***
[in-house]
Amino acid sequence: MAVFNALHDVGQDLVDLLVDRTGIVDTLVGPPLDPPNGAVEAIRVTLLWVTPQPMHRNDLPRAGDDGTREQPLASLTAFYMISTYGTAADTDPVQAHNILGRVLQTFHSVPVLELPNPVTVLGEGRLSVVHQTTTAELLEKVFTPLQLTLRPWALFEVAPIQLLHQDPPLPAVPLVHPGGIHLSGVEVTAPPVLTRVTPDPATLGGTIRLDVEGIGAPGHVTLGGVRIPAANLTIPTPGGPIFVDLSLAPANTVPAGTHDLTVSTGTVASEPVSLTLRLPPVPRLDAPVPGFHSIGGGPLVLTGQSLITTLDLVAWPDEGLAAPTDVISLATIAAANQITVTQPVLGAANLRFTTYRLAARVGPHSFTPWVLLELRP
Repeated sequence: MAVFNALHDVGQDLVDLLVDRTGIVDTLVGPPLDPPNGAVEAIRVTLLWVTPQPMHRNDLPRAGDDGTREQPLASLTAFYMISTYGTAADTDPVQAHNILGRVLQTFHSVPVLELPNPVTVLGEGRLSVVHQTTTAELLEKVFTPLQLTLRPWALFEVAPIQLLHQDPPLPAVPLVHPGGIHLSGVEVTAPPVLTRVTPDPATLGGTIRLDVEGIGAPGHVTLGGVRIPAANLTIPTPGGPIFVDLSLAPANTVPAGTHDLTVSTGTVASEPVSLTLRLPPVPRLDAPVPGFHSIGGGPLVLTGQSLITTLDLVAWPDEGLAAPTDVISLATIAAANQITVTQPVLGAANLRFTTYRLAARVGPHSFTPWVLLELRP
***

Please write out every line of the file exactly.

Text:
[in-house]
Amino acid sequence: MAVFNALHDVGQDLVDLLVDRTGIVDTLVGPPLDPPNGAVEAIRVTLLWVTPQPMHRNDLPRAGDDGTREQPLASLTAFYMISTYGTAADTDPVQAHNILGRVLQTFHSVPVLELPNPVTVLGEGRLSVVHQTTTAELLEKVFTPLQLTLRPWALFEVAPIQLLHQDPPLPAVPLVHPGGIHLSGVEVTAPPVLTRVTPDPATLGGTIRLDVEGIGAPGHVTLGGVRIPAANLTIPTPGGPIFVDLSLAPANTVPAGTHDLTVSTGTVASEPVSLTLRLPPVPRLDAPVPGFHSIGGGPLVLTGQSLITTLDLVAWPDEGLAAPTDVISLATIAAANQITVTQPVLGAANLRFTTYRLAARVGPHSFTPWVLLELRP
Repeated sequence: MAVFNALHDVGQDLVDLLVDRTGIVDTLVGPPLDPPNGAVEAIRVTLLWVTPQPMHRNDLPRAGDDGTREQPLASLTAFYMISTYGTAADTDPVQAHNILGRVLQTFHSVPVLELPNPVTVLGEGRLSVVHQTTTAELLEKVFTPLQLTLRPWALFEVAPIQLLHQDPPLPAVPLVHPGGIHLSGVEVTAPPVLTRVTPDPATLGGTIRLDVEGIGAPGHVTLGGVRIPAANLTIPTPGGPIFVDLSLAPANTVPAGTHDLTVSTGTVASEPVSLTLRLPPVPRLDAPVPGFHSIGGGPLVLTGQSLITTLDLVAWPDEGLAAPTDVISLATIAAANQITVTQPVLGAANLRFTTYRLAARVGPHSFTPWVLLELRP